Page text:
As a educational technology coach teacher evaluations do not fall into my jurisdiction.
But the way evaluations are used in a school impacts my role as a coach.
And this makes it important to me.
For this reason and because I recently read Teacher self-supervision: Why teacher evaluation has failed and what we can do about it by William Powell and Ochan Kusuma-Powell and participated in a Twitter chat with the authors this topic is at the forefront of my mind. (You can look up our Twitter chat with the #teacherbookclub hashtag.)
The Powells bring to light many points worthy of consideration by every person who conducts evaluations. And they jump right out on the first page and state, “It [traditional teacher evaluations] doesn’t improve student learning; it is immensely time and energy consuming; and it destroys the culture of trust in schools” (p.7).
I feel like this drives a central point home.
How does traditional teacher evaluation impact our students’ learning in a positive manner?
I don’t think it does.
And if it doesn’t, as the Powells state, then why do schools continue to utilize such a traditional system?
Then the obvious next question is if the traditional system doesn’t work, what should we be doing instead?
Through the book and the Twitter chat, here’s what I’ve come up with.
There is a need to establish a culture of professional growth instead of a system of appraisal that causes feelings of anxiety and reduces trust.
Bill and Ochan “advocate for an approach to teacher professional learning that capitalizes on teacher strengths” (p.25).
As adults, most of us are aware of our strengths and weaknesses. Acknowledging those helps us set goals for our own learning.
The Powells stipulate that “we should be focused on adult learning: professional learning that is self-directed” (p. 21).
When it comes to the learning being self-directed, school administrators must expect that teachers will participate in their own professional learning (Powell, p. 17).
In addition, the book reports, “The answer to the quandary of improving learning for students lies squarely in improving learning for teachers. As a result, teachers have a sacred obligation to become architects of their own, on-going professional growth” (p. 18).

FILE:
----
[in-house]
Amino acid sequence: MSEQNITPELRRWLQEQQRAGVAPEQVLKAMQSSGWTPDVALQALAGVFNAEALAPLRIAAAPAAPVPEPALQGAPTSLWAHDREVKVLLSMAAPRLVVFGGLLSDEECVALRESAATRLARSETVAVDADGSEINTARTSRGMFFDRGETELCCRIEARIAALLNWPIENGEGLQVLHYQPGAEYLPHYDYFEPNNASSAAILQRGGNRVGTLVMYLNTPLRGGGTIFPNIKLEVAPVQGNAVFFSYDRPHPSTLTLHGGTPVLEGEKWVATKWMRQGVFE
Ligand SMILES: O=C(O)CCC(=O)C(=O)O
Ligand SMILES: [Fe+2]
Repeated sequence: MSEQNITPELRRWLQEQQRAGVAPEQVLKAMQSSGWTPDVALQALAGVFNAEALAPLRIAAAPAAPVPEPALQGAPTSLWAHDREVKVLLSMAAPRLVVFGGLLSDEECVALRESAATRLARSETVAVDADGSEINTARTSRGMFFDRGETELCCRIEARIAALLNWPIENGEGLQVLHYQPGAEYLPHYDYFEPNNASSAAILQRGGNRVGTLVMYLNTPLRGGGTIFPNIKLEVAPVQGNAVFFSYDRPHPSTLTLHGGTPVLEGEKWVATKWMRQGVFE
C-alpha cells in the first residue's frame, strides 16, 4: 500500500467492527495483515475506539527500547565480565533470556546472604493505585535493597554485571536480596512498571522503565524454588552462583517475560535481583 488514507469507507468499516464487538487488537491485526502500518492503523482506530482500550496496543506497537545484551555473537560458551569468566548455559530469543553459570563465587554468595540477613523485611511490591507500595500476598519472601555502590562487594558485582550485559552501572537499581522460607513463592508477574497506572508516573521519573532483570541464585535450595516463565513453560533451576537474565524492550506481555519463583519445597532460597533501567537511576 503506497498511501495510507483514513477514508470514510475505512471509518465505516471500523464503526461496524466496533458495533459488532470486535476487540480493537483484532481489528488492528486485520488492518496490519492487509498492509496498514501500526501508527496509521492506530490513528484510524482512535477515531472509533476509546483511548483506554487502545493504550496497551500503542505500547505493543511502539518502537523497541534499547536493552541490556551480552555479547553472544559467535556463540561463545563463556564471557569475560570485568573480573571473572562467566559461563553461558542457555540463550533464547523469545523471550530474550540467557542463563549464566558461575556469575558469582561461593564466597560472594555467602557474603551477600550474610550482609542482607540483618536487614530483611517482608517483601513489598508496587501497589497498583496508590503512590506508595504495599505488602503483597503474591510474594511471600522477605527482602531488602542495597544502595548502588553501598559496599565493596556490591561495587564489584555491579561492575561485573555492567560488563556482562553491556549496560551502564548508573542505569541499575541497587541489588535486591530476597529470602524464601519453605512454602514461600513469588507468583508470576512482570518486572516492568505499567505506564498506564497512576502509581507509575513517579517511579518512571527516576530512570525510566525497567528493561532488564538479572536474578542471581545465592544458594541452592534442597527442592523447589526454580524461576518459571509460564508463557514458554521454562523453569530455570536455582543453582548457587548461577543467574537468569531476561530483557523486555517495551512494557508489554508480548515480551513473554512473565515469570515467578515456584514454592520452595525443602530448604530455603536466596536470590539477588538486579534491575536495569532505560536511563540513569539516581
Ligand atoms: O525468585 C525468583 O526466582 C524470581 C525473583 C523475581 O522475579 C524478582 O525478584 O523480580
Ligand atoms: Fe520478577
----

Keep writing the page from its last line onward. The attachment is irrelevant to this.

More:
As a tech coach, I believe that this professional learning is something that I should model for our teachers. And I believe that this is something administrators should be speak to and model as well.
This is why I’ve been trying to get back into writing this blog, documenting my professional reading online, and sharing what I’m learning with our staff through emails and PD.
When designing professional development, this is something that I take into consideration. I’ve recently shared my experiences trying both speedgeeking and unconferencing instead of a traditional whole group PD approach.
I want to have our teachers leading professional development. I want them to share their learning. Sharing your knowledge with others empowers you and helps you grow and reflect on your own teaching. I think that this is a valuable piece of the teacher evaluation component.
This self-directed learning of teachers drives a new look at teacher evaluation. As teachers reflect on their learning needs, they should have meaningful conversations with the evaluator about what they’d like to focus on and how the evaluator can document and collect appropriate data. With data in hand, post-evaluation, the teacher makes her own judgment about his/her performance and the next steps moving forward.
These conversations can be meaningfully held using strategies from the Powells’ Cognitive Coaching seminars I’ve recently written about. Cognitive Coaching was developed by their mentors, Art Costa and Bob Garmston.
In this methodology, the evaluator does not pass judgment, either positive or negative. They simply gather data, listen carefully, paraphrase and offer questions that allow the teacher to continue to reflect on their observation and plan for the future.
“Praise is, after all, just as much judgment as criticism” (p. 46).
This is a change from the traditional line of thinking by most teacher evaluator approaches. According to the Powells, “The ability to refrain from evaluation and stay in the descriptive mode promotes deep shared understanding and, even more importantly, separates the observation from the person being observed” (p. 61).
This concept of feedback is written about in detail in the Powells’ book.
Speaking about feedback given to students, they write, “Teachers are often much better at providing feedback to students than they are at ensuring that students use it. Giving feedback that isn’t acted upon is arguably one of the single most wasteful uses of teacher time” (p. 65).
The same is true of feedback given from administrator to teacher.
So by changing the way administrators evaluate teachers, we can shift the dynamic between these two parties, and create a real culture of growth and learning in our schools.
This is why I believe that everyone working in schools could work on our skills at having meaningful conversations. We are often too worried about ‘playing nice’ with each other and not encouraging each other to push our thinking forward to really engage in reflection that can be an agent of change.
The same is true for me as an educational technology coach. How can I have meaningful conversations with my teachers that helps them reflect on their use of tech in the classroom? Does this have to focus just on technology or can it be more widespread across the curriculum? How do you successfully implement these ideas across your school?
These are the questions I’m pondering.
And how can I take these pieces and create a concrete plan for myself, independent of the methods my school chooses to implement for evaluation?
Time to consider the next steps!
Are you a tech coach? What is your relationship like with your teachers? What are your best coaching tips?